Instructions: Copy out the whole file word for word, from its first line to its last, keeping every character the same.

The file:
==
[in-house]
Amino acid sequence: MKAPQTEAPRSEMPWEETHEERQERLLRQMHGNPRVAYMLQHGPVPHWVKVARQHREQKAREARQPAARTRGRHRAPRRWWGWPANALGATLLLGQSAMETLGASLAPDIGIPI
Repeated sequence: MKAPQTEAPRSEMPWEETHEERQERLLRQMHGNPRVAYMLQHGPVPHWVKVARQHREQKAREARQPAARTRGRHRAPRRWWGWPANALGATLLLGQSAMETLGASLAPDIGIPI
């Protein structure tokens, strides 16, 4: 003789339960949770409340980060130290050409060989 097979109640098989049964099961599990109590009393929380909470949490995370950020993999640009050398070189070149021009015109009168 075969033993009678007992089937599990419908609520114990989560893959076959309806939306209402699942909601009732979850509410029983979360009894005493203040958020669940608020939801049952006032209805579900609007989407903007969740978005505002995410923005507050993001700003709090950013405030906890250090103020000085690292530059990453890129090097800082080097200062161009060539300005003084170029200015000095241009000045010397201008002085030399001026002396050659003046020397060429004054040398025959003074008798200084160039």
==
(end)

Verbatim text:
[in-house]
Amino acid sequence: MKAPQTEAPRSEMPWEETHEERQERLLRQMHGNPRVAYMLQHGPVPHWVKVARQHREQKAREARQPAARTRGRHRAPRRWWGWPANALGATLLLGQSAMETLGASLAPDIGIPI
Repeated sequence: MKAPQTEAPRSEMPWEETHEERQERLLRQMHGNPRVAYMLQHGPVPHWVKVARQHREQKAREARQPAARTRGRHRAPRRWWGWPANALGATLLLGQSAMETLGASLAPDIGIPI
């Protein structure tokens, strides 16, 4: 003789339960949770409340980060130290050409060989 097979109640098989049964099961599990109590009393929380909470949490995370950020993999640009050398070189070149021009015109009168 075969033993009678007992089937599990419908609520114990989560893959076959309806939306209402699942909601009732979850509410029983979360009894005493203040958020669940608020939801049952006032209805579900609007989407903007969740978005505002995410923005507050993001700003709090950013405030906890250090103020000085690292530059990453890129090097800082080097200062161009060539300005003084170029200015000095241009000045010397201008002085030399001026002396050659003046020397060429004054040398025959003074008798200084160039």